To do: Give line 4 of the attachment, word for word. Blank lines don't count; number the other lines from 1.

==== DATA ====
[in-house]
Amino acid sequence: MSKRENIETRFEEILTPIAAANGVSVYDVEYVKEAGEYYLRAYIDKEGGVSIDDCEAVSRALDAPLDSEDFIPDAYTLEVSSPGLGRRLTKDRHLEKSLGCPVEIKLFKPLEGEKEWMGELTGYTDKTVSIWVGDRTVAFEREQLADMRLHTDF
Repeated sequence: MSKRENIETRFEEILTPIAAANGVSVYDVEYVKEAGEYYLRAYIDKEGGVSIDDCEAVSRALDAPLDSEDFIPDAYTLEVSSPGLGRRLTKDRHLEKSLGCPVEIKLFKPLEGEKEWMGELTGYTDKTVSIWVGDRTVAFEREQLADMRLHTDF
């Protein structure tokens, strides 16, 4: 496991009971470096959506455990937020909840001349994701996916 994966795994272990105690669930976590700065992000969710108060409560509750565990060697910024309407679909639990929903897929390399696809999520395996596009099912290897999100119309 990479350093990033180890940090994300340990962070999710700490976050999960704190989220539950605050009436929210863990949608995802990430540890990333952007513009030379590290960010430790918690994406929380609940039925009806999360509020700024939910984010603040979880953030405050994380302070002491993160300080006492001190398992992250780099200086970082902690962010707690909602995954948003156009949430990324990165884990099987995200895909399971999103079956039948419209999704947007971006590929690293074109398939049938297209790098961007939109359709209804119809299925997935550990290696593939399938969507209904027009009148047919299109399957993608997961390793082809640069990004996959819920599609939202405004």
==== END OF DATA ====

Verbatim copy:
């Protein structure tokens, strides 16, 4: 496991009971470096959506455990937020909840001349994701996916 994966795994272990105690669930976590700065992000969710108060409560509750565990060697910024309407679909639990929903897929390399696809999520395996596009099912290897999100119309 990479350093990033180890940090994300340990962070999710700490976050999960704190989220539950605050009436929210863990949608995802990430540890990333952007513009030379590290960010430790918690994406929380609940039925009806999360509020700024939910984010603040979880953030405050994380302070002491993160300080006492001190398992992250780099200086970082902690962010707690909602995954948003156009949430990324990165884990099987995200895909399971999103079956039948419209999704947007971006590929690293074109398939049938297209790098961007939109359709209804119809299925997935550990290696593939399938969507209904027009009148047919299109399957993608997961390793082809640069990004996959819920599609939202405004």